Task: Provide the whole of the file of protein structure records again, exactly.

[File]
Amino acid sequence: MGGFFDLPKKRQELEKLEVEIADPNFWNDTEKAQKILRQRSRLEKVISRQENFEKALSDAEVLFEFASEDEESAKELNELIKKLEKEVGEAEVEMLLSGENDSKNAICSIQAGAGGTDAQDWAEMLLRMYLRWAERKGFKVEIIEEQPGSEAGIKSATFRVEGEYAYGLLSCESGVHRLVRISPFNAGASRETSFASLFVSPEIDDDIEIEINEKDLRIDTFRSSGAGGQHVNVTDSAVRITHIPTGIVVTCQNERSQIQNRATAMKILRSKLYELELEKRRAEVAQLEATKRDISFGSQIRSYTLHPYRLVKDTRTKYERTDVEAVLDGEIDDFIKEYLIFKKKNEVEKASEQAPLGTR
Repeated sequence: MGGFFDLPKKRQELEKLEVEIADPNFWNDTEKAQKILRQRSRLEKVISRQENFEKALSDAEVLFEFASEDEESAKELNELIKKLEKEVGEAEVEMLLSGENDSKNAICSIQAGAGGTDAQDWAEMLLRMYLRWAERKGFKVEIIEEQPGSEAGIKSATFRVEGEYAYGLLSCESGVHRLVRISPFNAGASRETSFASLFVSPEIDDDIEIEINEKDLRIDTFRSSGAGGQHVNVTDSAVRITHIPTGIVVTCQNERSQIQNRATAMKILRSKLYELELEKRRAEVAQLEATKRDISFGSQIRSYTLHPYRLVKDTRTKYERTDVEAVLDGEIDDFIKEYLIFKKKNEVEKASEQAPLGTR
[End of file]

Amino acid sequence: MGGFFDLPKKRQELEKLEVEIADPNFWNDTEKAQKILRQRSRLEKVISRQENFEKALSDAEVLFEFASEDEESAKELNELIKKLEKEVGEAEVEMLLSGENDSKNAICSIQAGAGGTDAQDWAEMLLRMYLRWAERKGFKVEIIEEQPGSEAGIKSATFRVEGEYAYGLLSCESGVHRLVRISPFNAGASRETSFASLFVSPEIDDDIEIEINEKDLRIDTFRSSGAGGQHVNVTDSAVRITHIPTGIVVTCQNERSQIQNRATAMKILRSKLYELELEKRRAEVAQLEATKRDISFGSQIRSYTLHPYRLVKDTRTKYERTDVEAVLDGEIDDFIKEYLIFKKKNEVEKASEQAPLGTR
Repeated sequence: MGGFFDLPKKRQELEKLEVEIADPNFWNDTEKAQKILRQRSRLEKVISRQENFEKALSDAEVLFEFASEDEESAKELNELIKKLEKEVGEAEVEMLLSGENDSKNAICSIQAGAGGTDAQDWAEMLLRMYLRWAERKGFKVEIIEEQPGSEAGIKSATFRVEGEYAYGLLSCESGVHRLVRISPFNAGASRETSFASLFVSPEIDDDIEIEINEKDLRIDTFRSSGAGGQHVNVTDSAVRITHIPTGIVVTCQNERSQIQNRATAMKILRSKLYELELEKRRAEVAQLEATKRDISFGSQIRSYTLHPYRLVKDTRTKYERTDVEAVLDGEIDDFIKEYLIFKKKNEVEKASEQAPLGTR